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    I've been in almost every big city in the U.S. and quite a few in other countries. Many have some neat attractions (USS Midway in San Diego), museums in D.C. and so on. But as for the city itself. I am miserable in big cities. I'm very much a people person, but it's almost claustrophobic the way you can't get anywhere because there's always a herd of cars blocking the way.
     
  15. ETC(SS)

    ETC(SS) The OTHER One Percenter.....

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    +1.

    There is NO TOWN bigger than about 10,000 souls that I have any interest in living in.
    I've lived in about a dozen US states and have visited many cities.
    If west coast elitists consider Charleston, SC to be a city, that's the one that I've lived in the longest, and I have wonderful memories of the people, medium memories of the city, and less than wonderful memories of the weather. Ashville NC (pop. 89,000) has stunning weather, fantastic people, and a person can actually afford to live there.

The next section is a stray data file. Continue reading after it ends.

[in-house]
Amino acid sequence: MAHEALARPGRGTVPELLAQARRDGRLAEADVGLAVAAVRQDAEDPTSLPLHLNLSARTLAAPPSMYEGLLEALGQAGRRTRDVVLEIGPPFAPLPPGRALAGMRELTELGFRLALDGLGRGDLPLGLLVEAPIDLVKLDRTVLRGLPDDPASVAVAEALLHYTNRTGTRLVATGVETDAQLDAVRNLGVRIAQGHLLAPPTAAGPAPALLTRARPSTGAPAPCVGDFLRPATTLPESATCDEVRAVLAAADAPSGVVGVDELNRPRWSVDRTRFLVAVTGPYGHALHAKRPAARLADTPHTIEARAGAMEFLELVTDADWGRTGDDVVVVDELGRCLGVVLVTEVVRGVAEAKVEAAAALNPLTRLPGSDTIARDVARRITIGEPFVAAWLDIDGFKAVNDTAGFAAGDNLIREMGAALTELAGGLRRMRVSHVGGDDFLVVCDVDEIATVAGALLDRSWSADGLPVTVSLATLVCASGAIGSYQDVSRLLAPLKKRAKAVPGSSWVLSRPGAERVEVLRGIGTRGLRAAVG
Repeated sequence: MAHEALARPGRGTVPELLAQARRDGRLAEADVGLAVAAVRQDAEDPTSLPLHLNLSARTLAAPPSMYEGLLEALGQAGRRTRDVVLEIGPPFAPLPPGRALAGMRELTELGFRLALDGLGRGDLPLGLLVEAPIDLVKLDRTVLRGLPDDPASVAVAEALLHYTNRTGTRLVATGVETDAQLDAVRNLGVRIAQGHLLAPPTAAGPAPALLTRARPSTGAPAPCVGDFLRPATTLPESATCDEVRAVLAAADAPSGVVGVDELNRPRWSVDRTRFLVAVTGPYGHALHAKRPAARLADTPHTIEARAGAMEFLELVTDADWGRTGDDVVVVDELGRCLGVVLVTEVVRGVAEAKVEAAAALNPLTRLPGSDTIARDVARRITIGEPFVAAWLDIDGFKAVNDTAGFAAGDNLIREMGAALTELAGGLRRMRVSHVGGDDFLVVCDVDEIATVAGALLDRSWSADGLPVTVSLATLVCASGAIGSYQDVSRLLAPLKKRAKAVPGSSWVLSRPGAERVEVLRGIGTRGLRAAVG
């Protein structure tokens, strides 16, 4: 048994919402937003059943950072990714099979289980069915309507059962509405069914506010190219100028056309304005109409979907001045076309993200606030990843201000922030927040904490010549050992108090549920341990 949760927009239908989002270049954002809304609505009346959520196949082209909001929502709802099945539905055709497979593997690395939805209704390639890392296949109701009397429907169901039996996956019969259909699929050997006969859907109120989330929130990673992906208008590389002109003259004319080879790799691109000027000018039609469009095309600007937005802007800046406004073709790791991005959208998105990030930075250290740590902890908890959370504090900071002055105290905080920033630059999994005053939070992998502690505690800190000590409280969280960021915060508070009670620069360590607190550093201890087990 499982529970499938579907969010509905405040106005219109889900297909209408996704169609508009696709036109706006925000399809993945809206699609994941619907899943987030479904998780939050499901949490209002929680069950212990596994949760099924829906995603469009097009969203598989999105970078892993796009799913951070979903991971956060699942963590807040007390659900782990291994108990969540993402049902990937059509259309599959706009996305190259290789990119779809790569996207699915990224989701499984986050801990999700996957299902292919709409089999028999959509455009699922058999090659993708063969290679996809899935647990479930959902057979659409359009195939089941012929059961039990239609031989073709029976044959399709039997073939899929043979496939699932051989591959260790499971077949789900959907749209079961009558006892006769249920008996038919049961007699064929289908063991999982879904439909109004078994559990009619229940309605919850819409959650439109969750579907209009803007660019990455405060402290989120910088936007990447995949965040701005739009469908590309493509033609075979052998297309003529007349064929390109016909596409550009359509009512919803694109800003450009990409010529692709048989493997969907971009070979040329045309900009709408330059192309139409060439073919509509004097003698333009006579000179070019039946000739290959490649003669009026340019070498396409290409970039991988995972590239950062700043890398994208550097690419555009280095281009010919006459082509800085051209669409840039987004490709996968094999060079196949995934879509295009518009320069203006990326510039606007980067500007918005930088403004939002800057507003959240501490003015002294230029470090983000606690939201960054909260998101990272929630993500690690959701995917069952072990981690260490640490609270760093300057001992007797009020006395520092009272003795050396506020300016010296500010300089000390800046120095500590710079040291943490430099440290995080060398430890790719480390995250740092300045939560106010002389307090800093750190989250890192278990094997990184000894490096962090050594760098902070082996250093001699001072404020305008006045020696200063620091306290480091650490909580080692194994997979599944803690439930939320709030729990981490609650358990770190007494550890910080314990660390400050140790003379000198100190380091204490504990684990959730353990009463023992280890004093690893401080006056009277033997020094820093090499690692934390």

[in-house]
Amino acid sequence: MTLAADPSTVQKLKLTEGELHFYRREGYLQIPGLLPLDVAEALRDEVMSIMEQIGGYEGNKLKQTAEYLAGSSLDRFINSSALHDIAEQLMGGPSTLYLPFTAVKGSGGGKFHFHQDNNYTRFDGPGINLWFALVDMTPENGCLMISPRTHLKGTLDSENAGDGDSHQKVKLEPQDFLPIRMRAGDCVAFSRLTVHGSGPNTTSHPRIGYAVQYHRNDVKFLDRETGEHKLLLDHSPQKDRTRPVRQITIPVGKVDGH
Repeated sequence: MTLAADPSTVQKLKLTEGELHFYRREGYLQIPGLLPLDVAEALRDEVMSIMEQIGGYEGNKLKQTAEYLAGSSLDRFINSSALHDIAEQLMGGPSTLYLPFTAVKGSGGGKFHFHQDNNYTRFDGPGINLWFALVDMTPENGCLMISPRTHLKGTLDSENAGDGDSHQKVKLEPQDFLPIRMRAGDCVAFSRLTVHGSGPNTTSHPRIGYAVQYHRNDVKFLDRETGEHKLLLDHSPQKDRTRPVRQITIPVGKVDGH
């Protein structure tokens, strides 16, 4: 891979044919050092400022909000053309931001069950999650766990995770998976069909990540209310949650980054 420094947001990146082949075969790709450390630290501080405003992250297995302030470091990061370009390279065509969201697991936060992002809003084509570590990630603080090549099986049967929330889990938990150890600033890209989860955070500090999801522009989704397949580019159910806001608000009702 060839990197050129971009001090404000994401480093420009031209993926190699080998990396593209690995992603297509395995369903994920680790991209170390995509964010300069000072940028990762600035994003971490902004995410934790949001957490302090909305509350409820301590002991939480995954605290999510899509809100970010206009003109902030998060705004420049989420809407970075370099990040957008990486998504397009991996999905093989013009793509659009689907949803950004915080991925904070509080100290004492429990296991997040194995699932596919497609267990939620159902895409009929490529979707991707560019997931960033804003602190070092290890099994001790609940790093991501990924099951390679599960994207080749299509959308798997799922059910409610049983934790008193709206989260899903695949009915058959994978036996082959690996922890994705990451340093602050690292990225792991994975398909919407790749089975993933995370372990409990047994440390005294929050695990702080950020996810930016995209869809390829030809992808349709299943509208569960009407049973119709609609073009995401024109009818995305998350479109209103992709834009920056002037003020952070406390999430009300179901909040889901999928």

Seattle would have been the only US city west of the Rockies that I would have ever voluntarily lived in, since I did live there for a year in 88.
    I went back to visit in 2000 and was appalled at the changes, and my understanding is that the last 18 years have accelerated those changes.
    I visited Frisco in '92 and was medium-impressed.
    I revisited a few years ago, and the Earth will be orbiting a cold dead star before I willingly spend another night there.

    Nowadays, Nashville is the only city that I regularly visit that's large enough to warrant HOV lanes....and if I were faced with a "live or die" choice that might be the city that I settled on to settle in.

    Obviously.....YMMV.
     
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  16. JimboPalmer

    JimboPalmer Tsar of all the Rushers